And if the situation is still unresolved after complaining to the BBB,
Step 3: Submit a complaint to the State Medical Board. (Be sure to send a copy of the complaint to the doctor's office/billing office, again cc: your insurance company - both registered mail)

Then last, but not least, hire an attorney to assist. Contact a law firm and explain the problem. You can do much of this over the phone these days. They will write the doctor's office, cc: the insurance company and expect a reply. In my experience, companies drop everything until they clear up such a dispute. It really is remarkable how the threat of legal action makes people reply quickly. It may cost a little money, but would likely resolve the issue.

Best of luck!
posted by apennington at 12:47 PM on June 7, 2015 [8 favorites]


Getting this fixed will likely require finding someone who will take ownership of this issue. Some tactics you could take:
Try asking for the billing supervisor. This may allow you to get to a consistent person to work with.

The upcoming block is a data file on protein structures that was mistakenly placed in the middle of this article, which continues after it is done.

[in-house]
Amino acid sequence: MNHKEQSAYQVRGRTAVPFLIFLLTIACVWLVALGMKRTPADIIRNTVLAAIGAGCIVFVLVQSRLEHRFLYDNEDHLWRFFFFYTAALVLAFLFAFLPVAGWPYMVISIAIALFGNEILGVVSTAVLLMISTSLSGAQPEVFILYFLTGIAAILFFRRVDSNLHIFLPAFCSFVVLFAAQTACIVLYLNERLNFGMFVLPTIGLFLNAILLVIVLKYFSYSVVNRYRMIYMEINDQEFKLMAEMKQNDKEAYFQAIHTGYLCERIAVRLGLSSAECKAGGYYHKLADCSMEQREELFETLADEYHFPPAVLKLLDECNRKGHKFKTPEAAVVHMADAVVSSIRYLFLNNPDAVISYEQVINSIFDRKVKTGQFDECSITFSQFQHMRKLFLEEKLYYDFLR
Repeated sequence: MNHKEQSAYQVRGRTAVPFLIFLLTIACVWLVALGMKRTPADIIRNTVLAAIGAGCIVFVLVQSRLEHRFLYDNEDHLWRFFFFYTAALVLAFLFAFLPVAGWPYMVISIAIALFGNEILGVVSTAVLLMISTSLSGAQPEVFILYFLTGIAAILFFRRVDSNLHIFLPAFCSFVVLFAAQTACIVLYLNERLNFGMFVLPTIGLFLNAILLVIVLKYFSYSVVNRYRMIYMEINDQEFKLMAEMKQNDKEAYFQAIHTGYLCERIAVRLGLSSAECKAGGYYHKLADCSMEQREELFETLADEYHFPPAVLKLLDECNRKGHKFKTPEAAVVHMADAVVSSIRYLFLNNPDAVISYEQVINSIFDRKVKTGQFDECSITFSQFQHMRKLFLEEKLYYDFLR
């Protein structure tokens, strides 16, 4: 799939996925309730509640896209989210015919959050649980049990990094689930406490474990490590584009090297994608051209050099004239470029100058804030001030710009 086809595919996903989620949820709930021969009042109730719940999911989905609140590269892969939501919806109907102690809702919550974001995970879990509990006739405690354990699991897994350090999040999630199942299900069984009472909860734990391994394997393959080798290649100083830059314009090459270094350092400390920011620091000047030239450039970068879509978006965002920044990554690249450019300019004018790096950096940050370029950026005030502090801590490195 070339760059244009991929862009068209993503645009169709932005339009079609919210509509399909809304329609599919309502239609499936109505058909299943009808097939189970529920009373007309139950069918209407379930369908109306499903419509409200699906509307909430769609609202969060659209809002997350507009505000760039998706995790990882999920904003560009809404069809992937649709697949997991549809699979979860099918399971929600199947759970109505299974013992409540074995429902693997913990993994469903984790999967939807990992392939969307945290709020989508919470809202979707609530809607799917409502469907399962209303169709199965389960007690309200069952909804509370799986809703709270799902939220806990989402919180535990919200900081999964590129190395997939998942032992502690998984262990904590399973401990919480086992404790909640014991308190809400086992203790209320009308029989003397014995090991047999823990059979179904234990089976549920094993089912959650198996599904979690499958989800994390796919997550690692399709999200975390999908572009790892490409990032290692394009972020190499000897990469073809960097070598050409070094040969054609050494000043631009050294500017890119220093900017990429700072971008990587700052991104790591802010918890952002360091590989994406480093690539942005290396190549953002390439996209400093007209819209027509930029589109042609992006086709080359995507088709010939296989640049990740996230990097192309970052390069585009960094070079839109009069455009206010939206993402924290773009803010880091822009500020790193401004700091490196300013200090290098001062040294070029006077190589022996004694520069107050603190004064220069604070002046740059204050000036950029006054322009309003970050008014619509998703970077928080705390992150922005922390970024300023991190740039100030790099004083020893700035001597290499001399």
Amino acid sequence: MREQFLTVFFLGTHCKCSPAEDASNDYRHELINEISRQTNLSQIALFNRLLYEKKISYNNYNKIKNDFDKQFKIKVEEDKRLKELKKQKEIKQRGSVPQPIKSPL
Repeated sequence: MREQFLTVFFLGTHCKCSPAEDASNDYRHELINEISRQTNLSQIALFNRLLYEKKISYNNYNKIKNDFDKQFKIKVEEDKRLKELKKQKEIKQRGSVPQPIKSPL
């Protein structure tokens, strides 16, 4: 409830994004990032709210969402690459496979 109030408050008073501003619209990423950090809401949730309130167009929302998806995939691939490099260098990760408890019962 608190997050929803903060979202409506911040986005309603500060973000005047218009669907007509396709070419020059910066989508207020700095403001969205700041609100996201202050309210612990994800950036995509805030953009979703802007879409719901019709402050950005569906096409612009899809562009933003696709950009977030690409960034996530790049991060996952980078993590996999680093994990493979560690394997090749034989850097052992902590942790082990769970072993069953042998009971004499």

Contact the office (not the billing office) and ask to talk to the practice manager (or office manager). They may be able to get to the physician easier than the billing folks do.
If the practice is part of a larger organization (and most of them are), try contacting the corporate HQ.

When you contact these non-billing people, frame your request as a complaint about the responsiveness of the billing department and/or physician. If you describe it as a billing problem, people will want to send you right back to billing.

Also, that doctor is a dumbass. The preventive vs diagnostic thing is an issue for a lot of people under a lot of insurance plans. He or she should know how his or her coding affects people's insurance coverage. And several hundred dollars is A LOT for an office visit without any procedures or imaging.
posted by jeoc at 12:52 PM on June 7, 2015 [4 favorites]


I would drive there in person and ask to speak to the person who manages the practice. Make it impossible for them to ignore you. This is something that is easily done and that they should be accustomed to dealing with.